This article describes and analyzes the harm and damage rhetoric that is an important part of the conservative Christian sexual purity movement in the United States. Despite the rhetorical focus on the danger associated with sexual interaction prior to heterosexual marriage, there is no evidence that sexual purity teachings produce meaningful public health outcomes or changes in sexual behavior. One way to make sense of the movement's endurance is to understand the attention to harm and damage as a means of subject formation. Girls are rhetorically constructed as vulnerable and in need of protection and should thus orient themselves to receive guidance and protection from the church, father, and nation-state. The harm and damage rhetoric is so pervasive that feminist interventions into sexuality education in the United States can fall prey to reliance on adolescent girls as a site of injury and vulnerability. This can be countered by understanding adolescent girls themselves as not only helpful but also essential to the development of sexual ethics and theologies that are not dependent on notions of purity.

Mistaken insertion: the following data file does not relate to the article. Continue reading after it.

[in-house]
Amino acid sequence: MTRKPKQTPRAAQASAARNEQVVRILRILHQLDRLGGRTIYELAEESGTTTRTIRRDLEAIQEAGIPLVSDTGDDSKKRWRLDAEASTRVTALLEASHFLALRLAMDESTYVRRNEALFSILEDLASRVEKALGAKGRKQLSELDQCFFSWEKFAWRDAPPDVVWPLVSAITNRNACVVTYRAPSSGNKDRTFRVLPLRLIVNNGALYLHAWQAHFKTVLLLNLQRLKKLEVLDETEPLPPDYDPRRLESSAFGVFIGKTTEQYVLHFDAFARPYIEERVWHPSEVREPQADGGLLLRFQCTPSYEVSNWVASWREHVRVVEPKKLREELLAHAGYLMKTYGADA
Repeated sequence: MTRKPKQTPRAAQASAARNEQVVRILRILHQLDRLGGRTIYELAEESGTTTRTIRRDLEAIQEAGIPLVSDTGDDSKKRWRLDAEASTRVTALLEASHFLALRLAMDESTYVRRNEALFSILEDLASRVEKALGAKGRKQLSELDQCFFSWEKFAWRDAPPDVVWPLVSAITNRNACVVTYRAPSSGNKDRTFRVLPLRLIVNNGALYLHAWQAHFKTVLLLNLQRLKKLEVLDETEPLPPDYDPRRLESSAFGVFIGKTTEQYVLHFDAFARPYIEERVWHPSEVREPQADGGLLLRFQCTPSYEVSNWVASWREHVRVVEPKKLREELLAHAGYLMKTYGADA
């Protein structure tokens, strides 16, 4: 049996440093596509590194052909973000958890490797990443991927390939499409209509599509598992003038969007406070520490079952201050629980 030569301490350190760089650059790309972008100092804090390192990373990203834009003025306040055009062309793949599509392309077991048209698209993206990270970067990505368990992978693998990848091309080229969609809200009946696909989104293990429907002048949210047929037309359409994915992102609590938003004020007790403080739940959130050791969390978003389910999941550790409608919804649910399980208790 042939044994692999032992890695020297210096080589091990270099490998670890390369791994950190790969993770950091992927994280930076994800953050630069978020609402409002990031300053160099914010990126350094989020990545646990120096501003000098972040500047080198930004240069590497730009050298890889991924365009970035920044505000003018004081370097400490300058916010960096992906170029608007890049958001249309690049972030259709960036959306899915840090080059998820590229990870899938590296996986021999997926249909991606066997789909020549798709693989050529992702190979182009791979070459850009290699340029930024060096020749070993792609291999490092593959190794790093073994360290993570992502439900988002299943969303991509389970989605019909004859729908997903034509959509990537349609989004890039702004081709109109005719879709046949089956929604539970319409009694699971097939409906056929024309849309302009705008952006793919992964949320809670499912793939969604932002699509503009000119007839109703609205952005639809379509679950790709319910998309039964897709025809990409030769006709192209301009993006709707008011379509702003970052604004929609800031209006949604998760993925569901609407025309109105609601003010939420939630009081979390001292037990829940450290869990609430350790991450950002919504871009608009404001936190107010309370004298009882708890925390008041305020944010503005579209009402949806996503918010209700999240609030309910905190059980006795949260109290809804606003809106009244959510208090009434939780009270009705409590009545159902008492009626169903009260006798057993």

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pp. 5-22
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